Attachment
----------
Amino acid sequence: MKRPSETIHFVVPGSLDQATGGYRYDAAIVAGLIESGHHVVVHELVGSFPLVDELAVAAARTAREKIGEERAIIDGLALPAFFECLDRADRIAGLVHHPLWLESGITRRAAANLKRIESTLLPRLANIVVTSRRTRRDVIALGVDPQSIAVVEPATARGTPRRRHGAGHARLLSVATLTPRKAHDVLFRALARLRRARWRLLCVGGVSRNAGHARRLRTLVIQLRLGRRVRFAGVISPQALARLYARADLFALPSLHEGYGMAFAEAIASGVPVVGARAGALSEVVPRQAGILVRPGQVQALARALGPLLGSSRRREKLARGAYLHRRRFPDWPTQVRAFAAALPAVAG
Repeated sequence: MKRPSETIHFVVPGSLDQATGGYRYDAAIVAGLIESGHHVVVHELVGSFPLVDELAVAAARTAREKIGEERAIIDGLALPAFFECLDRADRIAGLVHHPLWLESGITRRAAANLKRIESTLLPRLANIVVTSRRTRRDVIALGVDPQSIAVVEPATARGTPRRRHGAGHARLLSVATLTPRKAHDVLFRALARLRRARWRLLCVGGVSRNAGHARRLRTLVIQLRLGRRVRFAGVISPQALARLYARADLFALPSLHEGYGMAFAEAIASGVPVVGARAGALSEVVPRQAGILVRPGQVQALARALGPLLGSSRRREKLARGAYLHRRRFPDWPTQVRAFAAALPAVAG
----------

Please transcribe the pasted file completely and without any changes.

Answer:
Amino acid sequence: MKRPSETIHFVVPGSLDQATGGYRYDAAIVAGLIESGHHVVVHELVGSFPLVDELAVAAARTAREKIGEERAIIDGLALPAFFECLDRADRIAGLVHHPLWLESGITRRAAANLKRIESTLLPRLANIVVTSRRTRRDVIALGVDPQSIAVVEPATARGTPRRRHGAGHARLLSVATLTPRKAHDVLFRALARLRRARWRLLCVGGVSRNAGHARRLRTLVIQLRLGRRVRFAGVISPQALARLYARADLFALPSLHEGYGMAFAEAIASGVPVVGARAGALSEVVPRQAGILVRPGQVQALARALGPLLGSSRRREKLARGAYLHRRRFPDWPTQVRAFAAALPAVAG
Repeated sequence: MKRPSETIHFVVPGSLDQATGGYRYDAAIVAGLIESGHHVVVHELVGSFPLVDELAVAAARTAREKIGEERAIIDGLALPAFFECLDRADRIAGLVHHPLWLESGITRRAAANLKRIESTLLPRLANIVVTSRRTRRDVIALGVDPQSIAVVEPATARGTPRRRHGAGHARLLSVATLTPRKAHDVLFRALARLRRARWRLLCVGGVSRNAGHARRLRTLVIQLRLGRRVRFAGVISPQALARLYARADLFALPSLHEGYGMAFAEAIASGVPVVGARAGALSEVVPRQAGILVRPGQVQALARALGPLLGSSRRREKLARGAYLHRRRFPDWPTQVRAFAAALPAVAG